The score will take care of itself ~ Bill Walsh

11ish Investing

Time to Take Lidar Seriously

Yes I know I know. Lidar sounds like Ligar.

 

Lidar is not just a stupid-sounding word, guys. Lidar is an amazing next-gen tech, invented by super nerds (and I say this lovingly btw) that might already be embedded in some of the stuff you use today. Let’s talk about what it is, why you should know what it’s used for, who uses it today, and how you can invest in Lidar today. Like all my talks, we’re going to conclude with some of my thoughts on risks

 

What is Lidar

Lidar uses the combination of lasers, scanners, and GPS to create light waves. This allows you to map the density and distance of objects with incredible accuracy. The first I heard of Lidar was when Joe Rogan talked about lidar being mounted on helicopters for geologists and they’ve used to map undiscovered man-made structures in the dense forest of the Amazon, which is sick but since then lidar has become commercialized into our daily lives and most of us didn’t even know it!

 

In terms of emerging technology, where is it used today, in our pleb consumer lives? Two main verticals that are worth talking about right now, cars and phones. Almost all smart or self-driving cars are being built and tested with lidar. It’s just an efficient and fast way of grabbing objective information for your car computer to process and react to. 

 

The Elephant in the Room

The biggest opponent of Lidars in cars is Elon Musk, who thinks camera technology is more than enough and does NOT use it in Teslas. That being said Uber, Waymo, Toyota, Honda Volvo, Mercedes and many many more are ALL using lidar.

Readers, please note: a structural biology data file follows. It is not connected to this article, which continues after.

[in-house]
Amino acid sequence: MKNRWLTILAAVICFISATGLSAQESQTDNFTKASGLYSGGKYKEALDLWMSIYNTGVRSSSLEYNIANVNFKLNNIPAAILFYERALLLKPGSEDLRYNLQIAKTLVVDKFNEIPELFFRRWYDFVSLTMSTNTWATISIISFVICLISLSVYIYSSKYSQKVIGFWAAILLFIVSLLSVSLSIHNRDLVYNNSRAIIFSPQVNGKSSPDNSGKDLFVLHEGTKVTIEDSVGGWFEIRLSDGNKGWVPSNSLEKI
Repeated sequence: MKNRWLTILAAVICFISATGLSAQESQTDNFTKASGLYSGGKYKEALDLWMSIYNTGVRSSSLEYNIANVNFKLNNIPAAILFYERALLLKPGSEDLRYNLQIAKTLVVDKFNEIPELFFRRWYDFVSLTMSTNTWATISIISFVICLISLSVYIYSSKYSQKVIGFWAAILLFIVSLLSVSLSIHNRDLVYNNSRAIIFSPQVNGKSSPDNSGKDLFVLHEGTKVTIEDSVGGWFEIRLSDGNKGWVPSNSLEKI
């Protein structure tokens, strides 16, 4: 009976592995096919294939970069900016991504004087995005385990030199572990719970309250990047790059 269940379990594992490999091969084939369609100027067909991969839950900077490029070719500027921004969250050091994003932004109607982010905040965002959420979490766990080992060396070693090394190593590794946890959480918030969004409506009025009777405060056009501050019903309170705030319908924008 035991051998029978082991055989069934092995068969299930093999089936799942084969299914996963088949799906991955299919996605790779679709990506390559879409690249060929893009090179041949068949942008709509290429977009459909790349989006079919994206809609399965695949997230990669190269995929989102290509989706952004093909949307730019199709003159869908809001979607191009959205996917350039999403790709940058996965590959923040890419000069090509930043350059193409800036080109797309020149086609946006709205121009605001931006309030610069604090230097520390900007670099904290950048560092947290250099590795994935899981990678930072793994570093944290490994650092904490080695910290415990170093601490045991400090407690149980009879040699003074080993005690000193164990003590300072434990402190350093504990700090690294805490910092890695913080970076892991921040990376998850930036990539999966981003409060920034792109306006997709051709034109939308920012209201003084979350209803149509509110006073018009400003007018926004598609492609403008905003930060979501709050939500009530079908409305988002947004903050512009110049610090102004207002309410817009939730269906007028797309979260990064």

With this kind of highly specialized technology, where both hardware AND software is important, there aren’t that many folks in the game. Also, considering that this kind of technology is contracted years at a time I personally choose the safest and most obvious choice, which is Velodyne. 

 

Velodyne is a company founded by the guy that invented Lidar. They’ve recently went public with a splash and I told a bunch of my friends internally that this company’s worth investing in. Well now it’s a lot more expensive but just as valuable.

Ford recently sold their stake after Velodyne finished SPACing, and many have looked at this as a negative, but I actually think this is a buying opportunity as the market overreacted. 

 

There are 2 other companies I think is worth considering for car related Lidar tech: Luminar and CGRO. Where Velodyne specializes in 360 degree technology, Luminar specializes in 120 degrees tech with an alleged longer range and fedality. However, the fact of the matter is I can’t find financial information on Luminar but we know for sure Velodyne is on its way towards profitability and is signing a lot of partnerships. 

 

As for CGRO is an Israeli lidar company that’s funded by softbank. Some of you may already know that if it’s funded by Softbank is an automatic negative to me because every company that I’ve invested in that had Softbank influence went south or no where for me.